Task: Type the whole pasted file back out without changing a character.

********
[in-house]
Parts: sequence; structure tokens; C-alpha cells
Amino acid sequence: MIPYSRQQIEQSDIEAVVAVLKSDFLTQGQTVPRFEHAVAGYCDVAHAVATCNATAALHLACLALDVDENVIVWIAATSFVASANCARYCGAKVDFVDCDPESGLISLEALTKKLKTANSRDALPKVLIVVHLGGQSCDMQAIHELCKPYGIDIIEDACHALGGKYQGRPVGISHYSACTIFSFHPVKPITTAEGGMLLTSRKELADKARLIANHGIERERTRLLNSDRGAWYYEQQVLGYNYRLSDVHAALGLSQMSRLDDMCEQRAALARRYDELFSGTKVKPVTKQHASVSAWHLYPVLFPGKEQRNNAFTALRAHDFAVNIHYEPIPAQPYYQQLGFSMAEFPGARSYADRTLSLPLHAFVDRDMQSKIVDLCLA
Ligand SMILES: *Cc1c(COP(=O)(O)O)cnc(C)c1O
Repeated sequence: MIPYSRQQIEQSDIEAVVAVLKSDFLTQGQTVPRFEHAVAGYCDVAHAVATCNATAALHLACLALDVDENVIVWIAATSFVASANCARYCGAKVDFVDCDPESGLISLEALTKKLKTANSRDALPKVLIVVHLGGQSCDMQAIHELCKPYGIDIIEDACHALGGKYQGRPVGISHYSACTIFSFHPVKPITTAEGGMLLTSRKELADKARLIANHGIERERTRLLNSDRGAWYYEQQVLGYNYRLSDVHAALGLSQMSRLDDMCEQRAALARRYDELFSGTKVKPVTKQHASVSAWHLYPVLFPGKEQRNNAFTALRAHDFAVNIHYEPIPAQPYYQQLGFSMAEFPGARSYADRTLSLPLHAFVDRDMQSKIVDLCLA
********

[in-house]
Parts: sequence; structure tokens; C-alpha cells
Amino acid sequence: MIPYSRQQIEQSDIEAVVAVLKSDFLTQGQTVPRFEHAVAGYCDVAHAVATCNATAALHLACLALDVDENVIVWIAATSFVASANCARYCGAKVDFVDCDPESGLISLEALTKKLKTANSRDALPKVLIVVHLGGQSCDMQAIHELCKPYGIDIIEDACHALGGKYQGRPVGISHYSACTIFSFHPVKPITTAEGGMLLTSRKELADKARLIANHGIERERTRLLNSDRGAWYYEQQVLGYNYRLSDVHAALGLSQMSRLDDMCEQRAALARRYDELFSGTKVKPVTKQHASVSAWHLYPVLFPGKEQRNNAFTALRAHDFAVNIHYEPIPAQPYYQQLGFSMAEFPGARSYADRTLSLPLHAFVDRDMQSKIVDLCLA
Ligand SMILES: *Cc1c(COP(=O)(O)O)cnc(C)c1O
Repeated sequence: MIPYSRQQIEQSDIEAVVAVLKSDFLTQGQTVPRFEHAVAGYCDVAHAVATCNATAALHLACLALDVDENVIVWIAATSFVASANCARYCGAKVDFVDCDPESGLISLEALTKKLKTANSRDALPKVLIVVHLGGQSCDMQAIHELCKPYGIDIIEDACHALGGKYQGRPVGISHYSACTIFSFHPVKPITTAEGGMLLTSRKELADKARLIANHGIERERTRLLNSDRGAWYYEQQVLGYNYRLSDVHAALGLSQMSRLDDMCEQRAALARRYDELFSGTKVKPVTKQHASVSAWHLYPVLFPGKEQRNNAFTALRAHDFAVNIHYEPIPAQPYYQQLGFSMAEFPGARSYADRTLSLPLHAFVDRDMQSKIVDLCLA